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The Wisden Bulletin by Lynn McConnell
July 25, 2003
Close Bangladesh 289 for 8 (Sarkar 76, Bashar 46, Hossain
46; MacGill 5-77)
A fast pitch at Cairns was meant to spell doom for Bangladesh. Steve Waugh further suggested that Bangladesh would not be able to improve rapidly enough to stand up to Australia. Bangladesh, however, showed tremendous bottle in reaching 289 for 8 at close on the first day. Hannan Sarkar's 76 at the top of the innings was well backed up by three other scores of over 40, and Bangladesh made a good fist of it after being put in.
Defying the Australians: Hannan Sarkar hits out on his way to 76
It wasn't all easy going on a much faster pitch than that in Darwin for the first Test, but what must have pleased Dav Whatmore, Bangladesh's coach, was the way his side came back from two potentially debilitating collapses. The first, when three wickets fell for one run, and the second, with two in two balls.
Yet Bangladesh ploughed on undaunted and it was fitting that Khaled Mashud should have made his highest Test score of 44 to mark his eighth-wicket partnership of 51 with Tapash Baisya. However, that was unlikely to satisfy him as he got out just before the close of play. Baisya remained 21 not out.
This was supposed to be the day when Australia's vaunted pace attack was going to do the business on Bangladesh but, instead, it was Stuart MacGill who confounded a more determined batting effort from the tourists. He took his eighth five-wicket haul in Tests and ended the day with 5 for 77 off 24 overs. His most reliable ally was Jason Gillespie who took 2 for 58 in 24 overs.
Venom was definitely lacking during the first session as the Australian bowlers struggled to pitch it in the corridor outside off, too often spraying the ball down the leg side. When they had reached 155 for 1, Bangladesh must have been starting to entertain thoughts of a rare 300-plus total.
But at that stage, MacGill ended the 108-run second-wicket partnership between Hannan Sarkar and Habibul Bashar by taking a return catch from Bashar when he had reached 46. Five balls later Mohammad Ashraful was walking back to the pavilion having scored a duck when he failed to get enough bat on a leg-side flick for it to avoid the gloves of Adam Gilchrist.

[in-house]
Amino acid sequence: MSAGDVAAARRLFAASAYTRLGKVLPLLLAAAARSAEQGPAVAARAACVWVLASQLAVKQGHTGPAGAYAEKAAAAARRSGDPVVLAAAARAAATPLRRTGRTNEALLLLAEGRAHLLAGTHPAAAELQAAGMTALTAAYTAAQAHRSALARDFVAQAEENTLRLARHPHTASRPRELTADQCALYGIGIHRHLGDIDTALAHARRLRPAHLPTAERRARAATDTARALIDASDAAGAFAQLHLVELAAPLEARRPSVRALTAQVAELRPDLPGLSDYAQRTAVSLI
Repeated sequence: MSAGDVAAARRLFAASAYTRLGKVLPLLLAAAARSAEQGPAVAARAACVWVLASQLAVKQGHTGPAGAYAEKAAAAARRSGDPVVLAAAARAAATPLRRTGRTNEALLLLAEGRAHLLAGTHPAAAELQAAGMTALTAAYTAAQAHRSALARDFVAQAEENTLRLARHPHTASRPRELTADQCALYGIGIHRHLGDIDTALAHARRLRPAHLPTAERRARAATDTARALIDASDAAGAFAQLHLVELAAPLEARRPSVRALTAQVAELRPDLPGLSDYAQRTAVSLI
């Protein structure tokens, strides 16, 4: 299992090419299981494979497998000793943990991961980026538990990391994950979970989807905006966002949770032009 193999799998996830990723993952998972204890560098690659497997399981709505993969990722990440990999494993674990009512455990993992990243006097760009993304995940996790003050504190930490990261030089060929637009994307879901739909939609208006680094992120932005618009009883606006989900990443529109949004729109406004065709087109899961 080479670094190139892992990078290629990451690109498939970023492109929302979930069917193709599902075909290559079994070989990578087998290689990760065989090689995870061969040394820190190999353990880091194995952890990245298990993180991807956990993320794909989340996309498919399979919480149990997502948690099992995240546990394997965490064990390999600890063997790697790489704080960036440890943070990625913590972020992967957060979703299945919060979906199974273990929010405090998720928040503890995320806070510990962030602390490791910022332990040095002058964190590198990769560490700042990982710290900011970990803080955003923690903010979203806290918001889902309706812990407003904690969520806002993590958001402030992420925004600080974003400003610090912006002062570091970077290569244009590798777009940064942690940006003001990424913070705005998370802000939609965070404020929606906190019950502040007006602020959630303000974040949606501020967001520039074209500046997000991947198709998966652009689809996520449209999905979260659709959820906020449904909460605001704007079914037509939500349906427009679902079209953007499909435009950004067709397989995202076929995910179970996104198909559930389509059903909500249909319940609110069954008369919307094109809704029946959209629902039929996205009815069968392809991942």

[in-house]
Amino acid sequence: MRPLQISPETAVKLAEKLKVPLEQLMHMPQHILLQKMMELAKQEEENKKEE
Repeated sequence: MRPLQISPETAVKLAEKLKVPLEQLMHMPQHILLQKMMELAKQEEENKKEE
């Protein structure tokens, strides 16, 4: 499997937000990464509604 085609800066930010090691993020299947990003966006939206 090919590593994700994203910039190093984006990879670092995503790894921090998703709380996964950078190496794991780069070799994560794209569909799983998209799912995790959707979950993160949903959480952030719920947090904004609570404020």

MacGill then struck the most significant blow by removing Sarkar for 76, his highest Test score by 11 runs. It was an impressive effort by Sarkar who faced 136 balls and hit nine boundaries, but it must be wondered how much more he might have been able to achieve had he enjoyed firm support at the other end.
Not all going his way: Glenn McGrath trudges back to his mark as Bangladesh refuse to roll over
Alok Kapali was entitled to dread the first ball he received from MacGill having been twice out to him leg before wicket in Darwin - both times without making a run. He lasted long enough to get five runs on the board before he was beaten by a superb legspinner which bit, turned and caught the edge of his bat to be taken at first slip by Martin Love.
Sanwar Hossain, unwanted in the first Test, relished the challenge provided by Brett Lee. At one stage he hit three successive fours off him, all square of the wicket on the off side - part of the five boundaries he hit in 11 balls from Lee. Hossain and Khaled Mashud put on another 60 before MacGill struck a double blow by having Hossain cut a ball onto his stumps when he had scored 46, and then, off the next ball, trapping Khaled Mahmud leg before wicket from a ball that stayed low.
Baisya was required to come in and face the hat-trick ball and he just about survived. He was hit on the pads to the expected vociferous appeal from the Australians. But despite the mid-innings stutters, Bangladesh had reason to be satisfied at the close of play. David Hookes had thought the Test could be over in a day - but Bangladesh were yet to finish their first innings.
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